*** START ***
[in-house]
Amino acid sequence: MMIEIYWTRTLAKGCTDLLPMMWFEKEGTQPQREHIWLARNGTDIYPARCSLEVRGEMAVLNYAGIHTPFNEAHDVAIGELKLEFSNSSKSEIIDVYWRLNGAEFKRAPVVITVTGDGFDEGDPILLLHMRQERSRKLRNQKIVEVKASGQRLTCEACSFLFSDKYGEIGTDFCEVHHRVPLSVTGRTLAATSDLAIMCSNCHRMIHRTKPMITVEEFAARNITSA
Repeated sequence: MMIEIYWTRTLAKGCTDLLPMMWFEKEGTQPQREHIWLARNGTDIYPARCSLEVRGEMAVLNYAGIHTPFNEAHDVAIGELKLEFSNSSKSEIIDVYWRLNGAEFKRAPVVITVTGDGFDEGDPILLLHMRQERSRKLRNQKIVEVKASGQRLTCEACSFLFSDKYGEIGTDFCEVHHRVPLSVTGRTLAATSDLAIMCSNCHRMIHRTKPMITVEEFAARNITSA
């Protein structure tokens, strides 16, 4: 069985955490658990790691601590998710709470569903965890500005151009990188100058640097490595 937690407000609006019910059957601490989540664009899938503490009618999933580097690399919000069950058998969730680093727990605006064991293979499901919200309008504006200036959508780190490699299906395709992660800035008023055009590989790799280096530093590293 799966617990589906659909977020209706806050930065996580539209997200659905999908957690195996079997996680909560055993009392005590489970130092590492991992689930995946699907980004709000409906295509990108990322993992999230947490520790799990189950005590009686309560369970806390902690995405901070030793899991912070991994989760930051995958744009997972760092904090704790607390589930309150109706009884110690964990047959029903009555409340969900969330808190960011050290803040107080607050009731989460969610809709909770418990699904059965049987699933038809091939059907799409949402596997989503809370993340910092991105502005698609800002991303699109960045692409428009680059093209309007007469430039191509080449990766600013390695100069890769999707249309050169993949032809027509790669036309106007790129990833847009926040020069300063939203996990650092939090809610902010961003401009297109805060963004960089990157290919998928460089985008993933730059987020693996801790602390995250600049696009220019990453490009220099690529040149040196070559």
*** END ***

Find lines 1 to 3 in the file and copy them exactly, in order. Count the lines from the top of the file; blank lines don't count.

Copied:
[in-house]
Amino acid sequence: MMIEIYWTRTLAKGCTDLLPMMWFEKEGTQPQREHIWLARNGTDIYPARCSLEVRGEMAVLNYAGIHTPFNEAHDVAIGELKLEFSNSSKSEIIDVYWRLNGAEFKRAPVVITVTGDGFDEGDPILLLHMRQERSRKLRNQKIVEVKASGQRLTCEACSFLFSDKYGEIGTDFCEVHHRVPLSVTGRTLAATSDLAIMCSNCHRMIHRTKPMITVEEFAARNITSA
Repeated sequence: MMIEIYWTRTLAKGCTDLLPMMWFEKEGTQPQREHIWLARNGTDIYPARCSLEVRGEMAVLNYAGIHTPFNEAHDVAIGELKLEFSNSSKSEIIDVYWRLNGAEFKRAPVVITVTGDGFDEGDPILLLHMRQERSRKLRNQKIVEVKASGQRLTCEACSFLFSDKYGEIGTDFCEVHHRVPLSVTGRTLAATSDLAIMCSNCHRMIHRTKPMITVEEFAARNITSA